consistency built into the design.
The availability of information
comes in the form of cataloged refer-
ences, user guides and service reports
that are often available in paper and/or
electronic format. However, in the new
era of the Internet of Things, tooling
providers will make that information
available on-demand. With integrated
chip technology, today’s tools are being
linked to the respective user reference
material located on company servers or
in the cloud. Service history is likewise
being recorded as it is completed. In the
future, all necessary information will be
readily accessed at the machine by op-
erators or read by the machine directly.
A further application of newer advanced machinery and intelligent tools is
the simulation of the machining process
before actual start-up. In this type of
scenario, a 3-D model would be part of
the information on an RFID chip.
This is very useful once tool and
machine communication is established.
Since the exact geometry and dimension
of the tool can be read by the machine,
the software can actually simulate the
machining process. This ensures safety
during tool changes and prevents crash-es due to incorrect programming. This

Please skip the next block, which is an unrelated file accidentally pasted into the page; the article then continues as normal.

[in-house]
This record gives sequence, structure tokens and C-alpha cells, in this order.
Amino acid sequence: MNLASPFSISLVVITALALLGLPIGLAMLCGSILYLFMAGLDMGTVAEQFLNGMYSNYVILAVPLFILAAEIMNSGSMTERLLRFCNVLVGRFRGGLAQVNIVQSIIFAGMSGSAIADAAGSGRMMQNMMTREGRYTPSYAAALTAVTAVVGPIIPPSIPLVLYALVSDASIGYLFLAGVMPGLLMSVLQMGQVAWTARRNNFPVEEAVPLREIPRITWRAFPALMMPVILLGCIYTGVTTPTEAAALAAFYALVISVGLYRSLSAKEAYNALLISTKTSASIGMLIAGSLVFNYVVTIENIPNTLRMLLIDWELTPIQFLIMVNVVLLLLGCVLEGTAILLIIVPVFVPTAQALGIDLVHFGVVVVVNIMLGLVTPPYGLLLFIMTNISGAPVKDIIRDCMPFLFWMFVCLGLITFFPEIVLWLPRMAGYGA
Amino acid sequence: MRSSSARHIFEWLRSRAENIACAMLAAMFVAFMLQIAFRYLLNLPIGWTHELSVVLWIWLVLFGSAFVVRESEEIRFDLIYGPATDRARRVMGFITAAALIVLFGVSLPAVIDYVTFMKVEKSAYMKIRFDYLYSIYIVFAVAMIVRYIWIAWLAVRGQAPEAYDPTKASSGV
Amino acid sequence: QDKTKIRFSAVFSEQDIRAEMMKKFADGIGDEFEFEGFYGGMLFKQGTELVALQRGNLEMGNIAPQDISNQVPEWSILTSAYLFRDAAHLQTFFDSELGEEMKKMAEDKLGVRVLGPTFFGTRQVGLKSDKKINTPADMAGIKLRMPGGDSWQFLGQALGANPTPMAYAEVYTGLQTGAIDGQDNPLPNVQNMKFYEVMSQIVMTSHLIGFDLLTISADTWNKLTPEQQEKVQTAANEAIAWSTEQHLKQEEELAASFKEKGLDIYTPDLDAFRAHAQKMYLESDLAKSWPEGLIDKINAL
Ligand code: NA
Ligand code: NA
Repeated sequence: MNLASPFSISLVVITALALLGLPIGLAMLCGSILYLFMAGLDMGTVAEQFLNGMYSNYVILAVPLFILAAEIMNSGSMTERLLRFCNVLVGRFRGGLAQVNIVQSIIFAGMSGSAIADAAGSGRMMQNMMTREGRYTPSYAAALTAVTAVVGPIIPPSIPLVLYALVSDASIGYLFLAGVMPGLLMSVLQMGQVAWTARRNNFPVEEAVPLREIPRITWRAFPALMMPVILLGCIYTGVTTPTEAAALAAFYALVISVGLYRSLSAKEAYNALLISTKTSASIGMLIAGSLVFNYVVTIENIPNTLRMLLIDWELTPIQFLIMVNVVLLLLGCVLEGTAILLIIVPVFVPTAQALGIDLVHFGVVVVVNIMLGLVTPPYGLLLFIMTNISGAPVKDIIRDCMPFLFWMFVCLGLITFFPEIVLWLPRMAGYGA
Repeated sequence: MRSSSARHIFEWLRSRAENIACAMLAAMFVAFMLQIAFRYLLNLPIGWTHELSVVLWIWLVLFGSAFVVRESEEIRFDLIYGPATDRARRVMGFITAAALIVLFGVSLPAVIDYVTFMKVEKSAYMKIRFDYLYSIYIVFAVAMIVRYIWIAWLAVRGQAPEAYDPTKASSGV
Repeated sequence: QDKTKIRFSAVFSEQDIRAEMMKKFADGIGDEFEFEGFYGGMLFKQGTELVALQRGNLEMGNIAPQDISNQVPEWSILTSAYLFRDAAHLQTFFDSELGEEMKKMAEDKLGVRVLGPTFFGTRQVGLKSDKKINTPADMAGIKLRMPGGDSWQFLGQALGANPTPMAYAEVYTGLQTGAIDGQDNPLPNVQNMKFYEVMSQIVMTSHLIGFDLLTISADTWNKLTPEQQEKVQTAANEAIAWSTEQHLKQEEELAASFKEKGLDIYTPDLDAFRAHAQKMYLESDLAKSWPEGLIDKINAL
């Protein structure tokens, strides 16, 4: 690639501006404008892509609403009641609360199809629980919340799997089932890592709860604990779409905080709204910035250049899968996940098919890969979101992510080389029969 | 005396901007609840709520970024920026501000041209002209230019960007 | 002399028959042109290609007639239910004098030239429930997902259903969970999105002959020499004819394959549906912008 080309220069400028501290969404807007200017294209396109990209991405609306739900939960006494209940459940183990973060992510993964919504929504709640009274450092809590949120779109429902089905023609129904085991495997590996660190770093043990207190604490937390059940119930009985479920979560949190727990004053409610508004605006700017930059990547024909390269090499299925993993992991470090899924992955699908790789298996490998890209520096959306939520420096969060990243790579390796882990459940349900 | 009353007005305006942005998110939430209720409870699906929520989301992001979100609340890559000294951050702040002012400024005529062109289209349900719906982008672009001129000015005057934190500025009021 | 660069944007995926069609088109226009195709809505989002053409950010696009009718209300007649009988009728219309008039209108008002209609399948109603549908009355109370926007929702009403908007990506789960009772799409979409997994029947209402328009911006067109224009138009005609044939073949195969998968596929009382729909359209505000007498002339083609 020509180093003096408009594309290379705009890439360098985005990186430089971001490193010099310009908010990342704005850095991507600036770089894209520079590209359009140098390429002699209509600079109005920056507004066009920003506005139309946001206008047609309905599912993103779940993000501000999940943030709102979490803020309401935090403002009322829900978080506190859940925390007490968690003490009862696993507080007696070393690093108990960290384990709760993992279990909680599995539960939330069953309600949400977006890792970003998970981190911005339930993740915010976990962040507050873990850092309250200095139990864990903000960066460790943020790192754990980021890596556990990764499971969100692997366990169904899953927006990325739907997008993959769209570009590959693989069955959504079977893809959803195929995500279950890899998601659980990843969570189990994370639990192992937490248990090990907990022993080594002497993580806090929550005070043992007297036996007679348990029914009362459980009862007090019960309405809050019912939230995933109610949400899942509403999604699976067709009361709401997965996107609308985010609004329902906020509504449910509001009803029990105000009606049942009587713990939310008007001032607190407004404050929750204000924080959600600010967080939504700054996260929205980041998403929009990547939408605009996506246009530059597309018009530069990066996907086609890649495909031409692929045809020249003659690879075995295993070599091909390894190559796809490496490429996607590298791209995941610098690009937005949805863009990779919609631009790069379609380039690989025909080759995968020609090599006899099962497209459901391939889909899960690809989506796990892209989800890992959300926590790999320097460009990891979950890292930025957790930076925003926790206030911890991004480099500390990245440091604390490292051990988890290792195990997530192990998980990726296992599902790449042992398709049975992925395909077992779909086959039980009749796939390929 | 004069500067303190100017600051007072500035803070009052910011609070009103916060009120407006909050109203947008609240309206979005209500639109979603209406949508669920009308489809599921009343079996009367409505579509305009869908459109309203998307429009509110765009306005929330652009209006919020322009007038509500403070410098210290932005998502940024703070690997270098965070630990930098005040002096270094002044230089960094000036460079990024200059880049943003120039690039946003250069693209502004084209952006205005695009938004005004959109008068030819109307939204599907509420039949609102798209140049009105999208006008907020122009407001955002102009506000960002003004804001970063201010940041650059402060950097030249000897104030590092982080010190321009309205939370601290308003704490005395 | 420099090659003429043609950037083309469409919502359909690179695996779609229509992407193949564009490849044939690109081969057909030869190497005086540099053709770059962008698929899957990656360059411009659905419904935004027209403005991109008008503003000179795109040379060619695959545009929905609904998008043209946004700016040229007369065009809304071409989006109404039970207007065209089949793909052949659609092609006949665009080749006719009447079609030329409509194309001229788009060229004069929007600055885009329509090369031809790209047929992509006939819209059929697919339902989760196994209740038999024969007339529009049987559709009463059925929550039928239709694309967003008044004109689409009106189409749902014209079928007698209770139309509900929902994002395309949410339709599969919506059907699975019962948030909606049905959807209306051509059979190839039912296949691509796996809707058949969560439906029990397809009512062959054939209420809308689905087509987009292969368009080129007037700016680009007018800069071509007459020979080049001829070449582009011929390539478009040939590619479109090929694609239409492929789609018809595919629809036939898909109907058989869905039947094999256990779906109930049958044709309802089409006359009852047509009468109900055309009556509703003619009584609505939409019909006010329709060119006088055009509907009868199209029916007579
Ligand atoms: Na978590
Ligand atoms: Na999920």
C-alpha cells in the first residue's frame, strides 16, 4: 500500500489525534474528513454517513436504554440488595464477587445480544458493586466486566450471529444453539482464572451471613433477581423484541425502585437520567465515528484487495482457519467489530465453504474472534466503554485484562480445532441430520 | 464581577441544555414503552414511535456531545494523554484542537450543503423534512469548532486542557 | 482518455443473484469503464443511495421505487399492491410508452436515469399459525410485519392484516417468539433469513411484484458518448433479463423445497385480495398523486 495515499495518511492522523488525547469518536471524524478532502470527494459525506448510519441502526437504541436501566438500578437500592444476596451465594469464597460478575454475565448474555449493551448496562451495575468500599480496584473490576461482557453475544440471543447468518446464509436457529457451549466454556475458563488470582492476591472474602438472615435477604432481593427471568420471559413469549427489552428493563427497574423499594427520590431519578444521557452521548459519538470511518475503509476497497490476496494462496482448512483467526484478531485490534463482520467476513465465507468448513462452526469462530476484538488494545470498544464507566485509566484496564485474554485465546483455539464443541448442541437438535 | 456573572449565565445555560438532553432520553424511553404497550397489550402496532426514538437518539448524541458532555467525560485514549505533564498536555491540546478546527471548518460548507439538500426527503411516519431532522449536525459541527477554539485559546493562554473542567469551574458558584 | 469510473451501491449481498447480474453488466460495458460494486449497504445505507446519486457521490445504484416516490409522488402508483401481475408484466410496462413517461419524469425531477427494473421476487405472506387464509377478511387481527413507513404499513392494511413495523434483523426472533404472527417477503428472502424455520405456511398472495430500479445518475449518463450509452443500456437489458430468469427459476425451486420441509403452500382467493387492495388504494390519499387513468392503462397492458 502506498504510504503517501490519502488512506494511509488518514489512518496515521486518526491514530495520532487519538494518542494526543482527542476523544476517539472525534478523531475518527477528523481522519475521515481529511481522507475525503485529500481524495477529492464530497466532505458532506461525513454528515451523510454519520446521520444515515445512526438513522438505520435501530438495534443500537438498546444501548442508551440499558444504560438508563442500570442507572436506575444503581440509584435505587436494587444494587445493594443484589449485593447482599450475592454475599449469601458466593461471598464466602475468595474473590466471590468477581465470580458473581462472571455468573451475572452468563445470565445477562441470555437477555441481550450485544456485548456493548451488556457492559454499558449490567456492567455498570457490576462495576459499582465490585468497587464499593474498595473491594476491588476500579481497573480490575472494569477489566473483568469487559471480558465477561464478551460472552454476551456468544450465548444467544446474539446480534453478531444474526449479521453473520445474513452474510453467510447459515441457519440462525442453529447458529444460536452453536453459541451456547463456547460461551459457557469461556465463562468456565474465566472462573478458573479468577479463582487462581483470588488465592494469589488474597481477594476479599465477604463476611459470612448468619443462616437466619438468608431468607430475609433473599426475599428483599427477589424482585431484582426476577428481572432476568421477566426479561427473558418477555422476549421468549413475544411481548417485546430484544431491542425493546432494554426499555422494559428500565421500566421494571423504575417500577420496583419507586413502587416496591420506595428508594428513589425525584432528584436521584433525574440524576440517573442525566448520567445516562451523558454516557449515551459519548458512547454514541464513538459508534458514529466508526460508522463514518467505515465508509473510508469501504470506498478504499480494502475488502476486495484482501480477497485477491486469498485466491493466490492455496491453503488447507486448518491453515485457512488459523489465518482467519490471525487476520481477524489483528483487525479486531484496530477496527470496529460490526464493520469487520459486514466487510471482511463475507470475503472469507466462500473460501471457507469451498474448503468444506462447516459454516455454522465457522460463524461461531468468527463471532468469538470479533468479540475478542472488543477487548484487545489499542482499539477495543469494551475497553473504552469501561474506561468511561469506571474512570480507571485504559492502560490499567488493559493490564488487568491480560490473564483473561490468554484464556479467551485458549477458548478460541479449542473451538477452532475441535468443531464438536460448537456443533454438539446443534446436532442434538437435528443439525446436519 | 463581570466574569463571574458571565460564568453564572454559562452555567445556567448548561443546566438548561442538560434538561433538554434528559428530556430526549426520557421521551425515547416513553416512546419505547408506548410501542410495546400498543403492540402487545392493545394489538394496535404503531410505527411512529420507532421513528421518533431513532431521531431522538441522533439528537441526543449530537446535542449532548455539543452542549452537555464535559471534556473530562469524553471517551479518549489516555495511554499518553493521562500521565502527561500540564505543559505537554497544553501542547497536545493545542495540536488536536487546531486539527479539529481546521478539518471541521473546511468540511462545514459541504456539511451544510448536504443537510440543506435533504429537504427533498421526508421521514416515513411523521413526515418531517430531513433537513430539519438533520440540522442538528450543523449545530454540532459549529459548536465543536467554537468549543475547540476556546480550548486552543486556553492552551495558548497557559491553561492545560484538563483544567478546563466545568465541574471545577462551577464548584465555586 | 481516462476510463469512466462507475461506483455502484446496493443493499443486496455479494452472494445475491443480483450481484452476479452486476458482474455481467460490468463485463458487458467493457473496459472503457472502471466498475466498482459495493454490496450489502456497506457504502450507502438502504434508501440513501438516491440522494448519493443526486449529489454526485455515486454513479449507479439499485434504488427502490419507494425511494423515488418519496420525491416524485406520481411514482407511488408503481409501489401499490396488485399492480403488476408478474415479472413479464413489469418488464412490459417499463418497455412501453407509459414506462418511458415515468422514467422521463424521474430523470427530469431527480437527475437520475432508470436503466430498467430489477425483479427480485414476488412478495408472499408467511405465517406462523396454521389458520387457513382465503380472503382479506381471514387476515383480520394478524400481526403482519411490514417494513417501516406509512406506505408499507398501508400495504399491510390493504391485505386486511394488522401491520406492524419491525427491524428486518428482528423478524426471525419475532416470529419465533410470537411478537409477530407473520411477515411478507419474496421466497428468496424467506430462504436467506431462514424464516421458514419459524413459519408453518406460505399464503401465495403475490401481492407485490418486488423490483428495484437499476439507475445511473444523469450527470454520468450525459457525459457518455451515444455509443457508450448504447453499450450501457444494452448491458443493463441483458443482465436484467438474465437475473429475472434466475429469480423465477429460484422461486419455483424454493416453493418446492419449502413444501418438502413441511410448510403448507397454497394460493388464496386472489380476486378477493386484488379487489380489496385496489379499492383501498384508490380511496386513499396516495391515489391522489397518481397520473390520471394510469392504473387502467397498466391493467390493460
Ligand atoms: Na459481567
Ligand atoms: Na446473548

type of simulation is especially important for processes with higher numbers
of machining steps like in the production windows, doors, and flooring.
Installing a lean culture or embarking
on a lean journey is a decision generally
made at the management level. We have
identified ways where continuous improvement can be initiated through the use of
lean building blocks, with or without total
lean commitment. Tool manufacturing
and servicing companies can be a partner
in these lean initiatives both now, with
more basic tool management strategies,
and in the future by providing intelligent
tools as a part of the Industry 4.0 evolution.
Source: Michael Lind is the CEO of Leitz
Tooling Systems LP. For information call 800-
253-6070 or visit Leitz Tooling.com.
CUTTING & GRINDING